The Legend of Zelda: Breath of the Wild (opens in new tab) is GamesRadar+'s Game of the Year 2017 (opens in new tab) and this is your shocked face. But one big reason why the wildly inventive game still manages to feel so good may be more surprising. I spoke with Breath of the Wild director Hidemaro Fujibayashi and producer Eiji Aonuma about making the game earlier this month (it also just so happened to be the day after before BotW won basically everything at The Game Awards) and this is what they told me.
Lots of games let you do what you please, lots of games surprise you, and lots of games feel really good, but rarely do the three intersect so fully. Fujibayashi said making the game work on those fundamental levels came down to ensuring all of the potential interactions between the player, objects, enemies, and the rest of the world behaved well. Beyond that, it required taking a hard look at their preconceived notions about video games.
"And then we thought, 'Oh no, why do we actually have to do that?' And a lot of that was re-thinking things specific to Zelda," Fujibayashi explained. "You know, 'Zelda games have always been like this so we have to make it like this.' But thinking about it from the user's perspective, we wanted to give them more creativity and freedom, thinking, 'Well, no. It doesn't actually have to be like that.' We definitely learned a lot from that whole process. And hearing how people have reacted to that makes me very happy."
It makes me happy too, as a longtime Zelda fan who was getting tired of the usual approach. But here's the surprising part: Breath of the Wild feels so cohesive because all of its developers regularly played the game from start to finish (also Because Nintendo, though that's beyond the scope of this article). Near the end of development, that meant 300 people put down their tools and spent roughly a week doing nothing but playing Breath of the Wild. Sounds so simple! But with a project of this massive scale, it's super rare.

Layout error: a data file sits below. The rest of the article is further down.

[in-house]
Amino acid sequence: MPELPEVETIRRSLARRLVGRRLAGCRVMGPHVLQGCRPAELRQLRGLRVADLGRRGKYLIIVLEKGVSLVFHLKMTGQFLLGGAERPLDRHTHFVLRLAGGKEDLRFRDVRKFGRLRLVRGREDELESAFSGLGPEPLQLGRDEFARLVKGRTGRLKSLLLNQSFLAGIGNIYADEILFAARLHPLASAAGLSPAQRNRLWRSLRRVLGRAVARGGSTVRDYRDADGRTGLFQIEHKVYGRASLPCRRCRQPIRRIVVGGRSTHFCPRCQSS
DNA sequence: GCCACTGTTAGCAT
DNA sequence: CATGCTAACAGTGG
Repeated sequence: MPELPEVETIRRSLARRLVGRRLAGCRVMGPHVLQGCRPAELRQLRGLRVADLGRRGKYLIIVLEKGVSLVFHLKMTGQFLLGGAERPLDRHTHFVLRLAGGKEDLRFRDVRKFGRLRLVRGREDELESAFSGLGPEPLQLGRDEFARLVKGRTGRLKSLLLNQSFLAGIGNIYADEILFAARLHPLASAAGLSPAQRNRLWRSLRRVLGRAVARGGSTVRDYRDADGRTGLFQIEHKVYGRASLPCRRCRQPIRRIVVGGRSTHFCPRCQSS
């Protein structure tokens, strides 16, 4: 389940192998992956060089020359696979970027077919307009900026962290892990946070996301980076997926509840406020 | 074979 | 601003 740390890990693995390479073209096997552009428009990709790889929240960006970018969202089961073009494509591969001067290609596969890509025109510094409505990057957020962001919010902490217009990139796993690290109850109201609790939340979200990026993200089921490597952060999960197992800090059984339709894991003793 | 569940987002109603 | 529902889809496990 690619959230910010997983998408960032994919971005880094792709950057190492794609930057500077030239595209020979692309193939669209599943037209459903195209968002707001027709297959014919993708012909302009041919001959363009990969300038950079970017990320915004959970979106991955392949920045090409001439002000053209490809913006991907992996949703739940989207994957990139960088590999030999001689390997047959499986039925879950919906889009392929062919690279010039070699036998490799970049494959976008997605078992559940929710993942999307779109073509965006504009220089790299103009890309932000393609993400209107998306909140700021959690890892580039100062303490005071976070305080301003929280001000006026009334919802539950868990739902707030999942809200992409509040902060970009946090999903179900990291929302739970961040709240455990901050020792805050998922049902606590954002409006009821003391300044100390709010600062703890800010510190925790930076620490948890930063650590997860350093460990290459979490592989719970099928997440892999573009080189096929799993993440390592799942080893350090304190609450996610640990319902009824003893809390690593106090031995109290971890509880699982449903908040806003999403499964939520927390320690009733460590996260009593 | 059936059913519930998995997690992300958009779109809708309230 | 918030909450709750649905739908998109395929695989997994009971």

The producer's job is to make sure budgets and calendars line up, and Eiji Aonuma was concerned: "Initially I thought if we did this we wouldn't have enough time to finish the game, but as we did this more we realized, 'Oh, the staff's motivation is really up too!' And so we realized that we needed to do this to the end.'"
The approach paid off. And Fujibayashi was quick to add that its benefits went beyond the the obvious sense of "more playtesting, more polish."
"When they hear the story about 300 people testing the game at the same time, I think what a lot of people misunderstand is [in thinking] that the big leaps ahead came from all of the data we got out of that. And obviously we did get a lot of data out of it. But I think what was even more important was just the fact that people were able to see exactly what they were working on in the game, and also what the people next to them were working on in the game, and figure out, 'Well, what can I do to make that part of the game better?' Getting that group understanding of how everything was working together really leveled up the staff's work, and I think that's a big part of how we came to the level of quality that the game has."